Daily Archives: January 20, 2015

Inter-American Development Bank cancels $160m loan for Barbados Four Seasons project

barbados four seasons construction

Another monster project left to rot in the Bajan sun

The on again – off again Barbados Four Seasons resort project may have received its final coffin-nail with the IDB finally withdrawing from this decade-old debacle. (Nation News: IDB withdraws loan for Four Seasons)

How much taxpayer funding has the Barbados government poured into this mess? Are we allowed to know? Did the government transfer any of the National Insurance Scheme pension funds to the project developers?

Barbados Minister of Finance Chris Sinckler has made all sorts of claims. In March 2013 he told Bajans that our taxpayer monies would be recovered on the sale of the Four Seasons. Well Mr. Sinckler? Where’s our money?

Back then, BFP’s readers were asked if Bajan taxpayers would recover all the monies that their government invested in the Four Seasons. 50% said we’ll never know the truth, 43.5% said there was not a chance that we would recover the monies. 6.4% said we’d get back all the money, (but that was probably Minister Sinckler himself sitting there for voting for hours.)

Former PM Thompson said that supporting Four Seasons could be “extremely risky” to the DLP Government, but Freundel Stuart went ahead and did it after Thompson died.

“Now of course the first objective is not for Government to give guarantees to projects of this type. So the Government is not available, generally speaking, for that kind of thing and I want to make that abundantly clear. It is extremely risky. It has brought down Governments in other countries and I don’t intend to let it bring down my government. And it can sometimes smack of an element of favouritism and once you start it, it becomes like a rolling stone that will gather moss…and therefore, we have to be very careful,”

February 2, 2010 – Prime Minister David Thompson in the Barbados Advocate article PM defends stance on Four Seasons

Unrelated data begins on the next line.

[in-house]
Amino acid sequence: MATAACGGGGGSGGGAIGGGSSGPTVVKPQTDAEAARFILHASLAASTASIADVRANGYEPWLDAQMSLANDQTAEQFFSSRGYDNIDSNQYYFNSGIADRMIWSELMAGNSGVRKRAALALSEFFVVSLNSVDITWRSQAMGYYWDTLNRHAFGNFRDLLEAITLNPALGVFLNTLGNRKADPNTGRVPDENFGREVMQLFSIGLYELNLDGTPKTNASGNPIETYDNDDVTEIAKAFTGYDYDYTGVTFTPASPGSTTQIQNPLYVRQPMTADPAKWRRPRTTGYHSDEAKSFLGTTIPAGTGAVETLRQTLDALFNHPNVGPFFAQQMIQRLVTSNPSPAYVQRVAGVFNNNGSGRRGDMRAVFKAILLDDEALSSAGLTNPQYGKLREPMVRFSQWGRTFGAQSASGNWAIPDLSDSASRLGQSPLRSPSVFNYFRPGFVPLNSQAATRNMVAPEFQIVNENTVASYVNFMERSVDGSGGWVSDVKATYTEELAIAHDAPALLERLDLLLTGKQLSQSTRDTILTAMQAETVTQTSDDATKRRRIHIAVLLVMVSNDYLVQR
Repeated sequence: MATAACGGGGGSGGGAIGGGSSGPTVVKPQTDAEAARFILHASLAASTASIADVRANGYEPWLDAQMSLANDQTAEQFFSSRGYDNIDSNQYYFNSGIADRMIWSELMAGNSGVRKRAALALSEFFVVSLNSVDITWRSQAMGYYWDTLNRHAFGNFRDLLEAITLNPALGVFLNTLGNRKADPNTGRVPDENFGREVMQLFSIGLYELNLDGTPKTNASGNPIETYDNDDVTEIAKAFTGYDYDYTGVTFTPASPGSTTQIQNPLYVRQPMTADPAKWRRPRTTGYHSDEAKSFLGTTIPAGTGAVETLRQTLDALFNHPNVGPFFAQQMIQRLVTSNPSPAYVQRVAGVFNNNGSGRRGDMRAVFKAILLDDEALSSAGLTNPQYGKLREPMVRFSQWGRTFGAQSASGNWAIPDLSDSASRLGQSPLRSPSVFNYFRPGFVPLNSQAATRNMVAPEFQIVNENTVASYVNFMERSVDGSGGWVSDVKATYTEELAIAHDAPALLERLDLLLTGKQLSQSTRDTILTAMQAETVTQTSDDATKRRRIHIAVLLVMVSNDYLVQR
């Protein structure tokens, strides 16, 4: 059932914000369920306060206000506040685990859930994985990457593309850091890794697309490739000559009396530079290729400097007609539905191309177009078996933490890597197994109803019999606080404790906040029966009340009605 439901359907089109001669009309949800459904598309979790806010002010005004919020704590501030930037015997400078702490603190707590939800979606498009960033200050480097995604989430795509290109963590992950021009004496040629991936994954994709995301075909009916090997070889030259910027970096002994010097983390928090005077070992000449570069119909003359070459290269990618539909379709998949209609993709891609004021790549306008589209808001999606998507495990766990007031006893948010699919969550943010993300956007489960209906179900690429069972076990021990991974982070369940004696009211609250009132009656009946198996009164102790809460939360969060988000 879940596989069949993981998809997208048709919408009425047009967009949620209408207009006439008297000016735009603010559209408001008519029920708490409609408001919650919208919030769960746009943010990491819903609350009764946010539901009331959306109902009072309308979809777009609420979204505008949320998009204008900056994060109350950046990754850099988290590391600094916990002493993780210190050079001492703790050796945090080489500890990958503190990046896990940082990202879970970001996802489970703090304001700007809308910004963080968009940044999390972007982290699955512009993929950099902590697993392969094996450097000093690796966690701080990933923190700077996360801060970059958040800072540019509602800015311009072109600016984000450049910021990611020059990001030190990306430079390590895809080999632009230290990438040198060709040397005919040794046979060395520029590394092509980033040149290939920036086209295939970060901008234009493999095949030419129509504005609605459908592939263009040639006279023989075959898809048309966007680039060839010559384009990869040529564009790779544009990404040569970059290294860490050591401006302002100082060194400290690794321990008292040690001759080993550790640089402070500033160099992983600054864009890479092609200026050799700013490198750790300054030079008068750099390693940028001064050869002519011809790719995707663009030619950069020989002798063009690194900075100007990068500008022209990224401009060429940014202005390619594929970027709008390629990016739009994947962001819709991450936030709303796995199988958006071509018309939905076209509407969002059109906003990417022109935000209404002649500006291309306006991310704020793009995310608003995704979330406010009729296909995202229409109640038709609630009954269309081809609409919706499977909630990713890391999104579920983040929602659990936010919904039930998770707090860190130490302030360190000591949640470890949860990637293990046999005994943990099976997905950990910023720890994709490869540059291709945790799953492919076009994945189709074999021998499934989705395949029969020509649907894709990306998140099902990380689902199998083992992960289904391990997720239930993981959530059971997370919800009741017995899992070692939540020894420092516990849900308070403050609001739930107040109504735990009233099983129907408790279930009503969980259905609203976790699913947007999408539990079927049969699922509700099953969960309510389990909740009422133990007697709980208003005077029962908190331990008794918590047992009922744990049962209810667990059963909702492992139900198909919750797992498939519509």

Hard Times have arrived in Barbados

We’ve said it before, and we’ll keep saying it…

1/ Shun debt. Shun expenses. Live as frugally as you can.

2/ Work hard, save what you can.

3/ Look after family and friends as you are able because you might need their help someday.

4/ Learn to grow food, repair your own car, maintain your own home. Repair clothes, repair everything. Don’t buy new anything: let some other fool pay the depreciation!

5/ Smile at the tourists, make them feel welcome but never pressured. Pick up the rubbish where you can and never do anything that takes away from the beauty of Bim.

6/ Thank God for what you do have – then get back to working harder than you ever have before.

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Filed under Barbados, Barbados Tourism, Business & Banking, Economy, Offshore Investments, Real Estate

Harlequin victims hit with new lawsuit from Guardian SIPP

Abandoned Harlequin H Hotel is a testament to Barbados politicians' greed and incompetence.

Abandoned Harlequin H Hotel is a testament to Barbados politicians’ greed and incompetence.

Many “investors” in Dave Ames’ Harlequin ponzi scheme lost everything they had and more. Many of the gullible mortgaged their homes to “invest” in Harlequin, and relied upon the promises of Harlequin’s sales representatives. But the sales people knew that no legitimate investment could afford to pay the commissions that Harlequin was paying it’s representatives.

Now after losing everything, Harlequin victims are set to lose even more as Guardian SIPP is suing the investors for non-payment of the fees related to their self-invested personal pension.

Who is to blame for the mess?

Start with David Ames – but lined up with Ames should be the Government of Barbados, that allowed Harlequin companies to get away without oversight, accountability, annual filings and statements for the entire time. And our Government allowed Ames to acquire and start projects with zero oversight or consideration as to whether Ames had the means to finish those projects. As a result, the ‘H’ Hotel and Merricks projects look like bombed out disaster sites that are a testament to the greed and incompetence of the Bajan political class. Another Barbados property investment disaster that sends the wrong message to the world.

It’s fine to say that Ames and his crooked friends are responsible – but they couldn’t have done it without the wholesale purchase of willing politicians in Barbados and throughout the Caribbean.

Professional Adviser: Guardian sues Harlequin investors over SIPP fees

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Filed under Barbados, Business & Banking, Consumer Issues, Corruption, Crime & Law, Offshore Investments, Politics & Corruption, Real Estate